This page highlights the most promising occupations over the 2021-2023 period. Occupations are organized by broad occupational category.
There could be up to 63,600 job openings in Nova Scotia over the next few years. Almost half of all openings will be from job growth. Much of this growth is due to the labour market’s recovery from COVID-19 measures.
Just under half of the openings are expected to be in the Halifax region. Just over half of those openings will come from job growth. The remainder will come from turnover. Turnover is expected to be moderately higher outside of Halifax due to the older workforce.
0 - Management
Management occupations account for about 35,400 jobs – or 7.8%, of Nova Scotia’s total employment. There could be up to 5,900 openings over the next few years. Employment is evenly split between Halifax and the rest of the province. Managers work in all sectors of the economy.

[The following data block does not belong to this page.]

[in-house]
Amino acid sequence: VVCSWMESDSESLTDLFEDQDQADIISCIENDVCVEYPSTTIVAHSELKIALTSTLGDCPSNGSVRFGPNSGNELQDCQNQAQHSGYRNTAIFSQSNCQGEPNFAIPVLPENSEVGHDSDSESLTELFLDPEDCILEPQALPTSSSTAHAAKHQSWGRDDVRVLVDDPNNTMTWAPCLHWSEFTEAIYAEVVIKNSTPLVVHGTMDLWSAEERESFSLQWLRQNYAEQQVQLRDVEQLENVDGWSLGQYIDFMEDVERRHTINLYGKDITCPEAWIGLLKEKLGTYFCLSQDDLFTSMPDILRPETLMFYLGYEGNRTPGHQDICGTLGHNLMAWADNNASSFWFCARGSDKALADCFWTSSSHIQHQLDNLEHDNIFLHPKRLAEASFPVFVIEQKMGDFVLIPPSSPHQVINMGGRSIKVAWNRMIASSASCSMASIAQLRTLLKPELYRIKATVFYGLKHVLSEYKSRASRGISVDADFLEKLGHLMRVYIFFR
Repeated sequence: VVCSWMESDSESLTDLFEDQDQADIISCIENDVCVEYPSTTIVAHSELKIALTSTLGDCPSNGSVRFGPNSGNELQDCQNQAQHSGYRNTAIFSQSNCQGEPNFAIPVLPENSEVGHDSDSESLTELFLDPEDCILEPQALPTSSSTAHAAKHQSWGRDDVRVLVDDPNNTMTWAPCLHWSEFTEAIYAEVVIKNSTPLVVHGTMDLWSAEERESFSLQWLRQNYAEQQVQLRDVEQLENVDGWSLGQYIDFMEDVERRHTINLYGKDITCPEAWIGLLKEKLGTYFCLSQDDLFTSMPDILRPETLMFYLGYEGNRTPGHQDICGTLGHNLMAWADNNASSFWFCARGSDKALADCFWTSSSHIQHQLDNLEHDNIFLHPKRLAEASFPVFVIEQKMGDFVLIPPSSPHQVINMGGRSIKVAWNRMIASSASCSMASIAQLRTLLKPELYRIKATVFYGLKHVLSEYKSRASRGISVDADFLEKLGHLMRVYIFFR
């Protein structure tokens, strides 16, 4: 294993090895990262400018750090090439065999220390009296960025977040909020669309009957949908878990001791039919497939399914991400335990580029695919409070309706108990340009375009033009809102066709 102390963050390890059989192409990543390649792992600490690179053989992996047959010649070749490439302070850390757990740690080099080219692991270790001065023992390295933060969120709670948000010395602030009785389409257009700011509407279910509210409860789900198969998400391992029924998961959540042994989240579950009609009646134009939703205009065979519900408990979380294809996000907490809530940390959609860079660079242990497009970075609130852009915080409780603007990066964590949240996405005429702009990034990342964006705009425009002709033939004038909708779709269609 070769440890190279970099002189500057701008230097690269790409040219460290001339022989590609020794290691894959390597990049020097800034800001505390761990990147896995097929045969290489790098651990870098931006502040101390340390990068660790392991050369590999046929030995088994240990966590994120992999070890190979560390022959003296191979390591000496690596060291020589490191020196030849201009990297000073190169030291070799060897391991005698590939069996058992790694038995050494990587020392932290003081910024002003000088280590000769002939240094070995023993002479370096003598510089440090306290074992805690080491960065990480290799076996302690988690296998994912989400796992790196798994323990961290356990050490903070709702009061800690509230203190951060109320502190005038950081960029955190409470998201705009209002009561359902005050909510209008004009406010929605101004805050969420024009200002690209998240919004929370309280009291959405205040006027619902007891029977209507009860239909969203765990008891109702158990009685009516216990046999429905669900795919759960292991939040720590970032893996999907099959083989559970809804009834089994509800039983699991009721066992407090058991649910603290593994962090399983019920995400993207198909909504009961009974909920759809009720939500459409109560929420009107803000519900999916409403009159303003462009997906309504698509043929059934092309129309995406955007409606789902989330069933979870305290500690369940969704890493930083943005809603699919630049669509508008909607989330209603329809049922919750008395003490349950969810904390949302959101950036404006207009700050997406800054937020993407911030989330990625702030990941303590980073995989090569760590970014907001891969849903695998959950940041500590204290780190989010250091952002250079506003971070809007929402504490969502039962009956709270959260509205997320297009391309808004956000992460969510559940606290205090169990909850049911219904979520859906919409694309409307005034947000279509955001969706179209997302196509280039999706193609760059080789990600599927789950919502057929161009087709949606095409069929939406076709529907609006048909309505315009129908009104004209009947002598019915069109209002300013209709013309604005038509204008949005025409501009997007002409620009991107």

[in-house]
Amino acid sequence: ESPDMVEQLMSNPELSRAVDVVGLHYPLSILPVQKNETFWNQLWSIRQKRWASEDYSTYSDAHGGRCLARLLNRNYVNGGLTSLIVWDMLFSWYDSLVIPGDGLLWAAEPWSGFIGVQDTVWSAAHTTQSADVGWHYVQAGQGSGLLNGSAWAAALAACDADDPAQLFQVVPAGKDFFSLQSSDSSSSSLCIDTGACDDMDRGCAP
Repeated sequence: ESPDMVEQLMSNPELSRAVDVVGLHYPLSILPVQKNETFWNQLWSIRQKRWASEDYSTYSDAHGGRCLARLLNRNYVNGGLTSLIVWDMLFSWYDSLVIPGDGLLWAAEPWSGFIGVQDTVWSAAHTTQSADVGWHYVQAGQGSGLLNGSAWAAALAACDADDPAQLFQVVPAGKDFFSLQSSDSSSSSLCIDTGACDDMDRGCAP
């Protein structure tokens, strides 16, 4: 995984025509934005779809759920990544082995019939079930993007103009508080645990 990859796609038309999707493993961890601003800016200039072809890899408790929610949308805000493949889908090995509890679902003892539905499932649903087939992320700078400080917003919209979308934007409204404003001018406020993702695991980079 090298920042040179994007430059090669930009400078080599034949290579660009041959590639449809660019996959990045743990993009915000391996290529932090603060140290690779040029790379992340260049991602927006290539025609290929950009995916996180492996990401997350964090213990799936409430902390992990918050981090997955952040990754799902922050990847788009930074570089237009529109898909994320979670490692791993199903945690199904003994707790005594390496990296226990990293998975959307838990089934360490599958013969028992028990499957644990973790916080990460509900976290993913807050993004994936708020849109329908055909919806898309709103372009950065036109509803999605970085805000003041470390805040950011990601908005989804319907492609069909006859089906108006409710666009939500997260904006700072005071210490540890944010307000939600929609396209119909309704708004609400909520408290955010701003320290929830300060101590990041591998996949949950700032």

Positions linked to high growth industries—like construction and the IT sector—are likely to have higher growth. Some – like corporate sales managers – may see the number of positions decline.
Below are the in-demand management occupations:
- Administrators – post-secondary education and vocational training
- Computer and information systems managers
- Construction managers
- Engineering Managers
- Home building and renovation managers
- Insurance, real estate and financial brokerage managers
- Managers in health care
- Managers in social, community and correctional services
- Manufacturing managers
- Retail and wholesale trade managers
- Senior managers - financial, communication and other business services
1 - Business, Finance and Administration
Business, finance and administration is the second-largest occupational category in Nova Scotia. It employs 67,900 workers – or 15% of total employment. There could be up to 9,370 openings over the next few years. More jobs are found in the Halifax region (58%) than the rest of the province.
Economic growth will create demand for many services related to this group – like banking, insurance, and transportation of goods.